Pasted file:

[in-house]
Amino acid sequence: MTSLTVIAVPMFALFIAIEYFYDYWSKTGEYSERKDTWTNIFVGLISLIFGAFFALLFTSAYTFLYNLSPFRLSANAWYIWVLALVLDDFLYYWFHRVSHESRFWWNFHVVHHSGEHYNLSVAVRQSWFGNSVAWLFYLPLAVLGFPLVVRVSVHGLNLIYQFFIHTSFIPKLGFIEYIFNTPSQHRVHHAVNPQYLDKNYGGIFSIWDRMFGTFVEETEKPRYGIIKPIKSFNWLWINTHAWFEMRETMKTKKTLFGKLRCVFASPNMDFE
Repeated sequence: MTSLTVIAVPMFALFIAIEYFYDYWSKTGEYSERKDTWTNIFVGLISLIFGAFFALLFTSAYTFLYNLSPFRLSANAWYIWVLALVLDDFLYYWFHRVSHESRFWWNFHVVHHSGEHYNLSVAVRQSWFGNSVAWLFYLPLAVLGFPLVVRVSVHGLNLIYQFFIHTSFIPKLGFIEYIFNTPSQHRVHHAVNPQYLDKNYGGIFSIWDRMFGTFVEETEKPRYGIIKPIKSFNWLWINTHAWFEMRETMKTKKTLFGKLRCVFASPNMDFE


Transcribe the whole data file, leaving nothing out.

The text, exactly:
[in-house]
Amino acid sequence: MTSLTVIAVPMFALFIAIEYFYDYWSKTGEYSERKDTWTNIFVGLISLIFGAFFALLFTSAYTFLYNLSPFRLSANAWYIWVLALVLDDFLYYWFHRVSHESRFWWNFHVVHHSGEHYNLSVAVRQSWFGNSVAWLFYLPLAVLGFPLVVRVSVHGLNLIYQFFIHTSFIPKLGFIEYIFNTPSQHRVHHAVNPQYLDKNYGGIFSIWDRMFGTFVEETEKPRYGIIKPIKSFNWLWINTHAWFEMRETMKTKKTLFGKLRCVFASPNMDFE
Repeated sequence: MTSLTVIAVPMFALFIAIEYFYDYWSKTGEYSERKDTWTNIFVGLISLIFGAFFALLFTSAYTFLYNLSPFRLSANAWYIWVLALVLDDFLYYWFHRVSHESRFWWNFHVVHHSGEHYNLSVAVRQSWFGNSVAWLFYLPLAVLGFPLVVRVSVHGLNLIYQFFIHTSFIPKLGFIEYIFNTPSQHRVHHAVNPQYLDKNYGGIFSIWDRMFGTFVEETEKPRYGIIKPIKSFNWLWINTHAWFEMRETMKTKKTLFGKLRCVFASPNMDFE